• FYI, I installed the R-PI minimal image with dd myself onto an sd card

I was messing with the boot config when I realized that this file was set as executable. Looking at the config, I don't see why it would need the execute permissions. Additionally according to the short documentation page here, there is no mention of having to set the execute bit on creating your own config.txt file. Also the docs just say that the config is read on boot, not executed. Lastly, the execution bit is set on all users which seems like a mistake, as the file is only ever utilized by root during the boot process

Can I remove the execute permissions? Or is there a reason that it is default set to execute?

  • It's on a FAT partition so the executable bit is completely ignored. The /boot partition is mounted with NOEXEC anyway.
    – Dougie
    Oct 21, 2023 at 9:04

1 Answer 1


The files in the /boot directory are from the first partition of the SD card that's been mounted there during the boot process. Because the first partition is formatted as a FAT filesystem the files don't have the same meta-data available as when using, for example, the ext4 filesystem.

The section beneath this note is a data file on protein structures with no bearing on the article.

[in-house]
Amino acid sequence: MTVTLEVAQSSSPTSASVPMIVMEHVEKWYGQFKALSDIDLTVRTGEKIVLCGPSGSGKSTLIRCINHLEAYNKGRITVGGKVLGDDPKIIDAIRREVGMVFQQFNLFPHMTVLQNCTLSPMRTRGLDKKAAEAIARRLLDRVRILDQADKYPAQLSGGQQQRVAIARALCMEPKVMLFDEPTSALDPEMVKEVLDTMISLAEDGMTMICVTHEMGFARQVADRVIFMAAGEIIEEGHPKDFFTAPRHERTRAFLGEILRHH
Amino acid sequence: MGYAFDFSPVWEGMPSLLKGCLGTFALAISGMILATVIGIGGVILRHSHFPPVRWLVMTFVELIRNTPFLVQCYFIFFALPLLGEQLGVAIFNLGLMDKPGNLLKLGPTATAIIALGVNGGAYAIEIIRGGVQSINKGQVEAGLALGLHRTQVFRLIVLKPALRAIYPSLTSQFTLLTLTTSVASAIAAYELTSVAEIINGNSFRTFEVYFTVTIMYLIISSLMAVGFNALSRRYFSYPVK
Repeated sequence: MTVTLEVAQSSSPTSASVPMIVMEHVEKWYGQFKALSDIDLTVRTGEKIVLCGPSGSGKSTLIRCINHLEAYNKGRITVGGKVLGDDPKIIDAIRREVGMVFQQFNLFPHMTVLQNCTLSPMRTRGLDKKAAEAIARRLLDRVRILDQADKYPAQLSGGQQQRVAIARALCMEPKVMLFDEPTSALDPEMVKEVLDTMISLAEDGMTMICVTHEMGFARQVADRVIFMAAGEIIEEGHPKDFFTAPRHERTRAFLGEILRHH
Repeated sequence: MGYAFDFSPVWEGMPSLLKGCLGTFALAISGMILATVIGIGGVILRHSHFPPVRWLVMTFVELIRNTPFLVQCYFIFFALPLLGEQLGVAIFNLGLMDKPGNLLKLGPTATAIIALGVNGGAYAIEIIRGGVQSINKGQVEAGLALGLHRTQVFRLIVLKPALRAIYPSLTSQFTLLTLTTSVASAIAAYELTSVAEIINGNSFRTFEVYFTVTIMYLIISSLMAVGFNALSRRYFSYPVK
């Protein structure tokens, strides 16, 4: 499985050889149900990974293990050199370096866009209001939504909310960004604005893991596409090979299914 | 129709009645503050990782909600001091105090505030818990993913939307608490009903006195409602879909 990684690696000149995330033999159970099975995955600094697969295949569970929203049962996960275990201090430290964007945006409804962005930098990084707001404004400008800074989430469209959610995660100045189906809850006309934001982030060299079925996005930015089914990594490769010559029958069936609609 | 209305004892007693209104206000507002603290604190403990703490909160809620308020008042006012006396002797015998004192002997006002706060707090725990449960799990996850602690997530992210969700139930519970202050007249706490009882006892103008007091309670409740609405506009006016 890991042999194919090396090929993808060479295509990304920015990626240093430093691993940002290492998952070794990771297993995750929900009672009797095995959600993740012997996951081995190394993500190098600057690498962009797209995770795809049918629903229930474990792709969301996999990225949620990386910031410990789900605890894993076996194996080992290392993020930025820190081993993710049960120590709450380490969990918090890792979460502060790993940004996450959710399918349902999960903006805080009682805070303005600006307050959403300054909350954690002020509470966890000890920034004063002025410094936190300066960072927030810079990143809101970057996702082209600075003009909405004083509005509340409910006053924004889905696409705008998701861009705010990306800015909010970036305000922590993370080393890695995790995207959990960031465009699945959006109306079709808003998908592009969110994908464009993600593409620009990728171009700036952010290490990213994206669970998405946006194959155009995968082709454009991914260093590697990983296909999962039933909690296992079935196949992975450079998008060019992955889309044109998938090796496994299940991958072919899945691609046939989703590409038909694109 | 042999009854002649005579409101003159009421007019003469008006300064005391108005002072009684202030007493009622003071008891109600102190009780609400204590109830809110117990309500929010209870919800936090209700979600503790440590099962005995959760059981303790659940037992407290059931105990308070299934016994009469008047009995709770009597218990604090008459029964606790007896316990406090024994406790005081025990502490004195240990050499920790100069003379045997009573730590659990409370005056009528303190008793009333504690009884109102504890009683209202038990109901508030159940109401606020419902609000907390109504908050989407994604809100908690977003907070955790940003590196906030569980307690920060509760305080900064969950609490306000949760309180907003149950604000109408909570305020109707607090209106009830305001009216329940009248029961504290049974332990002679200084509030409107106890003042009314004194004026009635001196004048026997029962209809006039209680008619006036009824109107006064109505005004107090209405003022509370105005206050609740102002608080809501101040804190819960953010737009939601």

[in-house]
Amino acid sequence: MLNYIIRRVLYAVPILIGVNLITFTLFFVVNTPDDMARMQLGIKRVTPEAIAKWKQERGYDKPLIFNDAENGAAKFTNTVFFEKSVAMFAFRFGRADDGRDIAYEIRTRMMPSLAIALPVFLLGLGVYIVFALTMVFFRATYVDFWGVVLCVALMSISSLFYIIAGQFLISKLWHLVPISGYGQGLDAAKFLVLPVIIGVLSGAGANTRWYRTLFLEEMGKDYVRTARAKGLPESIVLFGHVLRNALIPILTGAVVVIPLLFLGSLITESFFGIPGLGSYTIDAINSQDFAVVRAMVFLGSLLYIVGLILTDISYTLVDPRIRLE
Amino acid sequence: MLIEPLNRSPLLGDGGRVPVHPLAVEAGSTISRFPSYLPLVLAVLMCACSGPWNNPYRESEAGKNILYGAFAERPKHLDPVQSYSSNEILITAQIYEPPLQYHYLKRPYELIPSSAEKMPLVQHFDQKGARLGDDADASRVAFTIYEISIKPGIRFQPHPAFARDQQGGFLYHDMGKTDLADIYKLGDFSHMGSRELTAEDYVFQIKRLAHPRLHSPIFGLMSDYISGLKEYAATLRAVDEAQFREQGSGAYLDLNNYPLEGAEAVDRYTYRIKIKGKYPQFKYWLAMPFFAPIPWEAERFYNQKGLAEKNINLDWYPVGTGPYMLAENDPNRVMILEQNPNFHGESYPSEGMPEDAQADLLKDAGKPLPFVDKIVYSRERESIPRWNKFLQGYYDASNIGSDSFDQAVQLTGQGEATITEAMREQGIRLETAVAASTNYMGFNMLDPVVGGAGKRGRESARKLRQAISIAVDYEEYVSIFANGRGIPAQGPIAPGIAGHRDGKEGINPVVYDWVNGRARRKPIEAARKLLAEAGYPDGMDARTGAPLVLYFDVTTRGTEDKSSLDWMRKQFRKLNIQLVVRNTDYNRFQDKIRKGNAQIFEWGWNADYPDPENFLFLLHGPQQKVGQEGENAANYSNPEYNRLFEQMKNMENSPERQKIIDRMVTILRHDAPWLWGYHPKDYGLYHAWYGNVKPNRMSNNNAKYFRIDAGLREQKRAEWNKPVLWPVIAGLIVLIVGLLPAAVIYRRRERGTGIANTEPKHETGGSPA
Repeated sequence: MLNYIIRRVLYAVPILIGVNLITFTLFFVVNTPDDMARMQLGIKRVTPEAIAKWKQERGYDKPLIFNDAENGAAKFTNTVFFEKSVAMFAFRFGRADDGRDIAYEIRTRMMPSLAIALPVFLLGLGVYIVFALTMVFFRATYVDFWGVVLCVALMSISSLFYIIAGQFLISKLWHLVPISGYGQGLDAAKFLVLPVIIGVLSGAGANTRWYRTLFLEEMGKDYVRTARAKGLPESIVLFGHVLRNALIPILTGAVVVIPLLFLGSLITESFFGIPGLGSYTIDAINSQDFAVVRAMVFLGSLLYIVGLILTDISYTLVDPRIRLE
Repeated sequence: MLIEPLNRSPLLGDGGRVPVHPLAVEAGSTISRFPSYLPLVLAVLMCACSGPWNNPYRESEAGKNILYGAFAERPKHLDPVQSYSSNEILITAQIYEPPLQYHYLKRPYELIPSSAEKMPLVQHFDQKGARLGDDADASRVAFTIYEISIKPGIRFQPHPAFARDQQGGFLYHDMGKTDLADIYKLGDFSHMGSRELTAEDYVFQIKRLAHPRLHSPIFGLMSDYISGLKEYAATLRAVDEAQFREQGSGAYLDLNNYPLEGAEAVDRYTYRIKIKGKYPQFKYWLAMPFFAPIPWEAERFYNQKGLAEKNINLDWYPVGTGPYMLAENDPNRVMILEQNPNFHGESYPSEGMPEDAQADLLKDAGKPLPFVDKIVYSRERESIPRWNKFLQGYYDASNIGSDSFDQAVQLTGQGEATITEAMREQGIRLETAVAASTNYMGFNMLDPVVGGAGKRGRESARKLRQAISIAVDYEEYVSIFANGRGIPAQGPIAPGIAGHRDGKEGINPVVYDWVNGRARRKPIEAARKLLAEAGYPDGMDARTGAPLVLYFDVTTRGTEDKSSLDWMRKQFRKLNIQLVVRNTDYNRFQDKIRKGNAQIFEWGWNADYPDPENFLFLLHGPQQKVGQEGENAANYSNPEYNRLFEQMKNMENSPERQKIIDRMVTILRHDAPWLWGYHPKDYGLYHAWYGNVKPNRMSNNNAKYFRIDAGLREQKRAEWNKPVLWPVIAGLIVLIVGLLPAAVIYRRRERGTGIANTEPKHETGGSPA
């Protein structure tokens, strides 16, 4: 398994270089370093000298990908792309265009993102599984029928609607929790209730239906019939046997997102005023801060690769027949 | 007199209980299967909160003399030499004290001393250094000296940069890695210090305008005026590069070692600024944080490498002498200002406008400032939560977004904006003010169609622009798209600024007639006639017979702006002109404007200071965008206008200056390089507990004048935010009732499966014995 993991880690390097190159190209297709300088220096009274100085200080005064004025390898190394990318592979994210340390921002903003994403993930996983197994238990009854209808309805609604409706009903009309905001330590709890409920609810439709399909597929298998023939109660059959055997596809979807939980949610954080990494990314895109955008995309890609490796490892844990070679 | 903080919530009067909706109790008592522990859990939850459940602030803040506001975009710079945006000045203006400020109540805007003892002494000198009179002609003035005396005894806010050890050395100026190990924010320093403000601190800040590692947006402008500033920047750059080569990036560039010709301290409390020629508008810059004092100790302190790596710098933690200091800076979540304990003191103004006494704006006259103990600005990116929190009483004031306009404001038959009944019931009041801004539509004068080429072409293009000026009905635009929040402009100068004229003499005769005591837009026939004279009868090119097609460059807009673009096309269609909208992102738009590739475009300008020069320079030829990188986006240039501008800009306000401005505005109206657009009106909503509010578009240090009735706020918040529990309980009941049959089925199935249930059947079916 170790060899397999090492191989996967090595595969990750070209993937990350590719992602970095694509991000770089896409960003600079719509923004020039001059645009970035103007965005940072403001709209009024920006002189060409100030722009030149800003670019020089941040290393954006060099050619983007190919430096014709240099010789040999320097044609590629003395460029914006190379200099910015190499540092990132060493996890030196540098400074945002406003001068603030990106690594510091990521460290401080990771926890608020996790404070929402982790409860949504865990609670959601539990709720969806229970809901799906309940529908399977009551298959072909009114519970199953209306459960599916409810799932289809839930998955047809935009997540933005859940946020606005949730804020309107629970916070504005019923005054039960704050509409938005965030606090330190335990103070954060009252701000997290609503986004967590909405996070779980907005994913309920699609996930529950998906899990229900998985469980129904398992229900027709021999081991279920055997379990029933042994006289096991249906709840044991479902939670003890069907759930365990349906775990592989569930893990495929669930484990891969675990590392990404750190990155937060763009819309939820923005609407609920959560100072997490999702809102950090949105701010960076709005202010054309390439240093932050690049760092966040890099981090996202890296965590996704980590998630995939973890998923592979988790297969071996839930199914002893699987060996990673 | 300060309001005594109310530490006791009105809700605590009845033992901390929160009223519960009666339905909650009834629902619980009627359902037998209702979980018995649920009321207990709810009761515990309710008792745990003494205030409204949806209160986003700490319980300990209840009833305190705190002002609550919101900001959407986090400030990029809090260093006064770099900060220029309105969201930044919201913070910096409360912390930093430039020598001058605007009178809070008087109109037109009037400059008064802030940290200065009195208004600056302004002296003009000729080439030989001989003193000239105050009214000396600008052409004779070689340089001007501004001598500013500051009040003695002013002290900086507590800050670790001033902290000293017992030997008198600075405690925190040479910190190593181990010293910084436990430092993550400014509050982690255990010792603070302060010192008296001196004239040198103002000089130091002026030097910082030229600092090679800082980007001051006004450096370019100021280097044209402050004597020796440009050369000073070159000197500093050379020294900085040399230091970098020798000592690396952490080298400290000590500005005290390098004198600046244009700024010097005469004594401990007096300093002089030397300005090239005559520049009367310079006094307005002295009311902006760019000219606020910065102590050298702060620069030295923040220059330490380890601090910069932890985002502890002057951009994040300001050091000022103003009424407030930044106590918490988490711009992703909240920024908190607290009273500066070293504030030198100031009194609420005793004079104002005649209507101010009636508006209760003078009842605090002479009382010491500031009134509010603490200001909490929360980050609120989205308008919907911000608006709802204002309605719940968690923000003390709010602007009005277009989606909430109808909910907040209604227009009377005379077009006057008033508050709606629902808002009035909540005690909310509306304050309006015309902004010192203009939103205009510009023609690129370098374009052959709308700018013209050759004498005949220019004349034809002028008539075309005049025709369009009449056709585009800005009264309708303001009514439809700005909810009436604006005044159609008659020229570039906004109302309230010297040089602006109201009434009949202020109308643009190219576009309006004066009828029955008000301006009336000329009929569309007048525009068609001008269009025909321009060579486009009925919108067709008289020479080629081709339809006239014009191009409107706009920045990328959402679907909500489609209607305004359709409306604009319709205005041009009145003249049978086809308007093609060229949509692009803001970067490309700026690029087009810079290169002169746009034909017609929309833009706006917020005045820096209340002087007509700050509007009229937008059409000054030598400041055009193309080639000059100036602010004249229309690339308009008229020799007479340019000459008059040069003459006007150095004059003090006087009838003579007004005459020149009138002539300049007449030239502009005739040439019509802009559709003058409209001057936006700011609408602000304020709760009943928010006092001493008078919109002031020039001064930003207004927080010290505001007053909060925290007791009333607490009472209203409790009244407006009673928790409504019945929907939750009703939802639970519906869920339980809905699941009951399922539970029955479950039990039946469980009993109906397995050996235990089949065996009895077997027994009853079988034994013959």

The mount command used to mount the partition has to somehow map the meta-data expected by the underlying filesystem from the mounted filesystem and this ends up with some of the flags being meaningless or mapped to different meanings. In your example, the File Allocation Tables on the SD card has no concept of a file being "executable" (I believe that actual vFAT systems look at the file extension to figure out if it's executable or not: it's a function of the OS, not the filesystem) so all the files will have the executable bit set when mounted.

There are other features missing in "vFAT" that can lead to odd behaviour when being mounted, such as no UID/GID; coarser timestamps that start at a different Epoch and restricted filenames for example. You can adjust how some of these are "handled", look at some of the options listed under the "Mount options for fat" section in the man 8 mount pages.

See also https://en.wikipedia.org/wiki/File_system_permissions#Operating_system_variations

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